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Found 2 results

  1. I found a drainage ravine with thousands of these these in them. I'm almost certain they're an iron concretion of some type but I've gotten several different identifications. I took a few of them to the MAPS expo last spring for an ID. One person said michelinoceras, but then an expert on cephalopods said no, definitely not, but he had also never seen anything like them. These were found on the north side of Dubuque, IA right at the top of the lower Galena dolomite just above the upper chert beds. They are in a thick sticky grey clay which sits just above a thick iron rich encrusted layer that varies from 1/4 to 1/2 inch thick (blackend hardground?). The clay layer is approximately 20' thick and contains thousands of these. They are almost all vertically oriented, cylindrical in shape, and vary from 1/2 inch to as much as 6 inches in diameter, and vary in length from several inches to several feet long. Some of the smaller ones that have weathered out do look amazingly like cephalopods. I had previously found a few pinky finger sized weathered ones farther down the ravine and thought cephalopod but then found the clay with the bigger ones. They have a center that resembles a siphuncle but I don't see anything that looks like septa or individual chambers. There are too many of these to think they haven't been found before but I can't seem to find anything describes them specifically for this area. I did find a paper from a study done in Finland titled "Ferruginous Concretions Around Root Channels and Fine Sand Deposits". That paper seems to describe what these may be be but since I've gotten a couple different ID's and none of them concretion I was hoping someone with a little more knowledge can tell me for sure. url to the research paper - https://doi.org/10.17741/bgsf/47.1-2.020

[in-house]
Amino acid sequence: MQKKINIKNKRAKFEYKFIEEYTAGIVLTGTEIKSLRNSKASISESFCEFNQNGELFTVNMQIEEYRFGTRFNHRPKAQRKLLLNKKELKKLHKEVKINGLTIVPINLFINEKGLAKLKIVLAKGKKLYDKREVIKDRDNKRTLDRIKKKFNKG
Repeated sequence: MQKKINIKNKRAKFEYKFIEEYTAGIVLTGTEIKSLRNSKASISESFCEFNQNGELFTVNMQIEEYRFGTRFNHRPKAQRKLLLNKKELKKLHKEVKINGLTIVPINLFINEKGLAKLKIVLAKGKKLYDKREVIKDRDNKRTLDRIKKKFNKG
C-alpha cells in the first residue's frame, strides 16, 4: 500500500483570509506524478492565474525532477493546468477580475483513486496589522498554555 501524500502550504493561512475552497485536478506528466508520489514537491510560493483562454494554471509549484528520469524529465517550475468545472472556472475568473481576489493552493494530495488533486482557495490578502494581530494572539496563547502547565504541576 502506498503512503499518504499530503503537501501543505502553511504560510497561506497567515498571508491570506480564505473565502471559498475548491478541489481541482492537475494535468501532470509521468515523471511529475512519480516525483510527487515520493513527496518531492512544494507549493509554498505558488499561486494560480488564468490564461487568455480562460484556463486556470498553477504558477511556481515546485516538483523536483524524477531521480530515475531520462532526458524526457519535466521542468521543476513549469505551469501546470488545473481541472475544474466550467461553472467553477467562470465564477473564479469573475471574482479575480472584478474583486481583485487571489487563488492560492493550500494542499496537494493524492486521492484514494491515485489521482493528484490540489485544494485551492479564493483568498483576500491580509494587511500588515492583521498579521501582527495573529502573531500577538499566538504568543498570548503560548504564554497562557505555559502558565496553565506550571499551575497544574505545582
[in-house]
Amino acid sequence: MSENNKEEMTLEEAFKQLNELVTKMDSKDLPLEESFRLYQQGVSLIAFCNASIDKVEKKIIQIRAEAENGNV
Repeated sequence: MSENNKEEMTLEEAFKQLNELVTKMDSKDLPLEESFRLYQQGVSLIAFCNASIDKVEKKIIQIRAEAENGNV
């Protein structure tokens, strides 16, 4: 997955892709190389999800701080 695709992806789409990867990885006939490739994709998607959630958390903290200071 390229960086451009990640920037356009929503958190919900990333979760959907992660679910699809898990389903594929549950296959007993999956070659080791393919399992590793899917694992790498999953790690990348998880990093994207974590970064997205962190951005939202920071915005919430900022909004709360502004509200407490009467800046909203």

2. Plant fossil prep help

    I have plant fossils that I want to prepare. The plant remains occur in a thin ferruginous fine-grained ferro-alumosilicate layer. The fossils are covered with calcium sulfate crystals. Those obscure the fossil. It would be a great help if someone could explain how to remove them! I could not find a way to dissolve them, so painstaking manual removal with a pin is the only option i found... In the picture you can see the row of leaves (bennetittales) with the white crystals on top.
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